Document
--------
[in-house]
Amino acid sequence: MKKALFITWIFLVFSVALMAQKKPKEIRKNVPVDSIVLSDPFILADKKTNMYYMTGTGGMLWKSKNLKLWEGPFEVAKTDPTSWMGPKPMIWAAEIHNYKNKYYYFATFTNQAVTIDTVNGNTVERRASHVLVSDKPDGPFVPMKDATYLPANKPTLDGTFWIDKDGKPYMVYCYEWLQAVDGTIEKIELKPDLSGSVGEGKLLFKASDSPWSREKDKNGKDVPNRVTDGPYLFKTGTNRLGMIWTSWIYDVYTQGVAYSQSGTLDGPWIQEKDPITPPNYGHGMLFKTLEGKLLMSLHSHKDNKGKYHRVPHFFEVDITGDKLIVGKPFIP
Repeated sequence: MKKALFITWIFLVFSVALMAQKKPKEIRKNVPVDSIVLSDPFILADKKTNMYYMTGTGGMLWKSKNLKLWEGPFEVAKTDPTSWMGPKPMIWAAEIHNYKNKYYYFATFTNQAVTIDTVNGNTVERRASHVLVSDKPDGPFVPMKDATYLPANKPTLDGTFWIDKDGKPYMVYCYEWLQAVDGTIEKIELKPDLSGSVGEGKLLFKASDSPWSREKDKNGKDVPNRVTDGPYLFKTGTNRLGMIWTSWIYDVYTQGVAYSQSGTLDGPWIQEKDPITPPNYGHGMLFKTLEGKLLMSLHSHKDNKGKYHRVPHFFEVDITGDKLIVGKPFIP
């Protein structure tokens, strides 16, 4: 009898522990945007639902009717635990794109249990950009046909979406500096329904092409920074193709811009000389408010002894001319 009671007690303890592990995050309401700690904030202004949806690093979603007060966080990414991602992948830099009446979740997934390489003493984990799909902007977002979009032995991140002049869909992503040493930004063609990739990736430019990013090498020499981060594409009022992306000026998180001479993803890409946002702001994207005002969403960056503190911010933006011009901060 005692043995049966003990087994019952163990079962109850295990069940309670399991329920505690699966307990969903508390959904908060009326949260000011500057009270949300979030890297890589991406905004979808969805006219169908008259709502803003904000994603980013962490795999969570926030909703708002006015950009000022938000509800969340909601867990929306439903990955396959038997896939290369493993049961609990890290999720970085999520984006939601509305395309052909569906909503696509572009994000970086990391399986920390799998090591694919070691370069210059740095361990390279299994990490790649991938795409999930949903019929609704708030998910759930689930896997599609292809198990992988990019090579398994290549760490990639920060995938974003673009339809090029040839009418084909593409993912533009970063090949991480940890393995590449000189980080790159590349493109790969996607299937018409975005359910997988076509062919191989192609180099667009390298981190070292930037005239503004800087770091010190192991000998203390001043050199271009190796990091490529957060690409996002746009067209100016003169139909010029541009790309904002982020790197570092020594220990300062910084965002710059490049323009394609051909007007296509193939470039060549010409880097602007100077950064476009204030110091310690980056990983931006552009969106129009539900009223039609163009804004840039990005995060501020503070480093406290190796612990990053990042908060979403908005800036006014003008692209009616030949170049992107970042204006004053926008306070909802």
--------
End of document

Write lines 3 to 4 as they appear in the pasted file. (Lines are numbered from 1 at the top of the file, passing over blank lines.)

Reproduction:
Repeated sequence: MKKALFITWIFLVFSVALMAQKKPKEIRKNVPVDSIVLSDPFILADKKTNMYYMTGTGGMLWKSKNLKLWEGPFEVAKTDPTSWMGPKPMIWAAEIHNYKNKYYYFATFTNQAVTIDTVNGNTVERRASHVLVSDKPDGPFVPMKDATYLPANKPTLDGTFWIDKDGKPYMVYCYEWLQAVDGTIEKIELKPDLSGSVGEGKLLFKASDSPWSREKDKNGKDVPNRVTDGPYLFKTGTNRLGMIWTSWIYDVYTQGVAYSQSGTLDGPWIQEKDPITPPNYGHGMLFKTLEGKLLMSLHSHKDNKGKYHRVPHFFEVDITGDKLIVGKPFIP
């Protein structure tokens, strides 16, 4: 009898522990945007639902009717635990794109249990950009046909979406500096329904092409920074193709811009000389408010002894001319 009671007690303890592990995050309401700690904030202004949806690093979603007060966080990414991602992948830099009446979740997934390489003493984990799909902007977002979009032995991140002049869909992503040493930004063609990739990736430019990013090498020499981060594409009022992306000026998180001479993803890409946002702001994207005002969403960056503190911010933006011009901060 005692043995049966003990087994019952163990079962109850295990069940309670399991329920505690699966307990969903508390959904908060009326949260000011500057009270949300979030890297890589991406905004979808969805006219169908008259709502803003904000994603980013962490795999969570926030909703708002006015950009000022938000509800969340909601867990929306439903990955396959038997896939290369493993049961609990890290999720970085999520984006939601509305395309052909569906909503696509572009994000970086990391399986920390799998090591694919070691370069210059740095361990390279299994990490790649991938795409999930949903019929609704708030998910759930689930896997599609292809198990992988990019090579398994290549760490990639920060995938974003673009339809090029040839009418084909593409993912533009970063090949991480940890393995590449000189980080790159590349493109790969996607299937018409975005359910997988076509062919191989192609180099667009390298981190070292930037005239503004800087770091010190192991000998203390001043050199271009190796990091490529957060690409996002746009067209100016003169139909010029541009790309904002982020790197570092020594220990300062910084965002710059490049323009394609051909007007296509193939470039060549010409880097602007100077950064476009204030110091310690980056990983931006552009969106129009539900009223039609163009804004840039990005995060501020503070480093406290190796612990990053990042908060979403908005800036006014003008692209009616030949170049992107970042204006004053926008306070909802």